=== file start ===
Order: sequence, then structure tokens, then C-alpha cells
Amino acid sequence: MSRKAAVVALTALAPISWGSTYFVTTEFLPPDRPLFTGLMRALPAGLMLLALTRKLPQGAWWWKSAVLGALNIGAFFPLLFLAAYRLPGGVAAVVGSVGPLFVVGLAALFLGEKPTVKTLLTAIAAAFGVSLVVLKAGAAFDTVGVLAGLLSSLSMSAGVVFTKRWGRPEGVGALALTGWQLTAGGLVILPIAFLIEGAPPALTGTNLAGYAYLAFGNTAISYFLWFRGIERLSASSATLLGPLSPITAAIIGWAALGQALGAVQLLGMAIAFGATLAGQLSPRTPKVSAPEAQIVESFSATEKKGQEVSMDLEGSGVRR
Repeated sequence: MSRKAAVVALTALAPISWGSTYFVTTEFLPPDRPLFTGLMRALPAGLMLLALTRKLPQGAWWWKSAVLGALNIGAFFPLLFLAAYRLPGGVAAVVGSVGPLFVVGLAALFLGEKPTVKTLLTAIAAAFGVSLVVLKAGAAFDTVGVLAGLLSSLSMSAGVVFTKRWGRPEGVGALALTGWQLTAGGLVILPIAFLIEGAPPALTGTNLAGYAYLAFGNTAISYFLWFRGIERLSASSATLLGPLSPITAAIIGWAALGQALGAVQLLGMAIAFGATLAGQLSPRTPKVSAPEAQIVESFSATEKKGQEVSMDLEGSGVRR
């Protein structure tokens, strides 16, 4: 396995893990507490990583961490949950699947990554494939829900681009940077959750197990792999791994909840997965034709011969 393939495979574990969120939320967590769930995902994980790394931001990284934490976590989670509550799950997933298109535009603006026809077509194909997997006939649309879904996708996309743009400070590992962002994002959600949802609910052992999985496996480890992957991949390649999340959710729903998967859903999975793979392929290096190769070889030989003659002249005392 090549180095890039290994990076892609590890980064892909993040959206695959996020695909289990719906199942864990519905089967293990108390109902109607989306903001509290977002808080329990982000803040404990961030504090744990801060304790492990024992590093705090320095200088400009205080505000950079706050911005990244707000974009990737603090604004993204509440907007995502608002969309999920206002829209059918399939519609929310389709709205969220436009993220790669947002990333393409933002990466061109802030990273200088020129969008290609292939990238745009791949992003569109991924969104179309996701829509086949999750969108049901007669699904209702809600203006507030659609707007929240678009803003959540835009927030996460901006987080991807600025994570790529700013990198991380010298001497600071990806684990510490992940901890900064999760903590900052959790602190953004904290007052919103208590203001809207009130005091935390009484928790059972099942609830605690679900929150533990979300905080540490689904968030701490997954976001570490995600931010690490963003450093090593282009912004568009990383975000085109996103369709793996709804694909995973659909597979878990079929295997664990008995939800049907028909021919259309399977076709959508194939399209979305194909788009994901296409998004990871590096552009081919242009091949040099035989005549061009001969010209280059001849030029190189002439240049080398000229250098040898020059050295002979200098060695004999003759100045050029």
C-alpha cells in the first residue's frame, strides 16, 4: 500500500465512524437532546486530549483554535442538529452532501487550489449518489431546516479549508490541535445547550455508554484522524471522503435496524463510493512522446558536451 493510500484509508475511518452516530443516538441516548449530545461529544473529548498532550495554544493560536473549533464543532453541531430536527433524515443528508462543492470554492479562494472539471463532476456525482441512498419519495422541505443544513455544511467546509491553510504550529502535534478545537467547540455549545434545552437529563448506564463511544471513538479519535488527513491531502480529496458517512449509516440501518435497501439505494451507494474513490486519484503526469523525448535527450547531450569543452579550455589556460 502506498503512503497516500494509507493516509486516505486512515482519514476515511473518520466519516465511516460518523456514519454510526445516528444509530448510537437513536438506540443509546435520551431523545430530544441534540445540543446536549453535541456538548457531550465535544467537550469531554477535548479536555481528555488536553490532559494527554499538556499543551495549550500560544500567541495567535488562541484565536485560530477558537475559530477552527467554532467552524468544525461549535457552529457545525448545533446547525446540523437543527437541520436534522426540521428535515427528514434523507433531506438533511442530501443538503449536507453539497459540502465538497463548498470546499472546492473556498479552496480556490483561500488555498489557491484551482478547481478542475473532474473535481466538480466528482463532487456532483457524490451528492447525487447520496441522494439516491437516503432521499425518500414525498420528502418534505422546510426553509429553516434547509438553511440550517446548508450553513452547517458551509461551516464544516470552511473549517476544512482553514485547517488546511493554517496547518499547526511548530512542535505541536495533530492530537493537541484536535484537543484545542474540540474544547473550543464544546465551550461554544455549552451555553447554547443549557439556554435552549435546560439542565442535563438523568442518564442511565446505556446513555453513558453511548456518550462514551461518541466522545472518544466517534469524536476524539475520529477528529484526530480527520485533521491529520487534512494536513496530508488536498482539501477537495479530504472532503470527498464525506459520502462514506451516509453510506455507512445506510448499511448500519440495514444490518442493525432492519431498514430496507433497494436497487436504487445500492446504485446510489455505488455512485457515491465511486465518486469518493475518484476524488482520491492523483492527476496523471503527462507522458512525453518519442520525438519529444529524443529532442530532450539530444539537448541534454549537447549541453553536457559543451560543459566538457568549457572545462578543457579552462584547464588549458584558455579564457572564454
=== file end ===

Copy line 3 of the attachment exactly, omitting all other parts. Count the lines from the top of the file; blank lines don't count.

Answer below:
Repeated sequence: MSRKAAVVALTALAPISWGSTYFVTTEFLPPDRPLFTGLMRALPAGLMLLALTRKLPQGAWWWKSAVLGALNIGAFFPLLFLAAYRLPGGVAAVVGSVGPLFVVGLAALFLGEKPTVKTLLTAIAAAFGVSLVVLKAGAAFDTVGVLAGLLSSLSMSAGVVFTKRWGRPEGVGALALTGWQLTAGGLVILPIAFLIEGAPPALTGTNLAGYAYLAFGNTAISYFLWFRGIERLSASSATLLGPLSPITAAIIGWAALGQALGAVQLLGMAIAFGATLAGQLSPRTPKVSAPEAQIVESFSATEKKGQEVSMDLEGSGVRR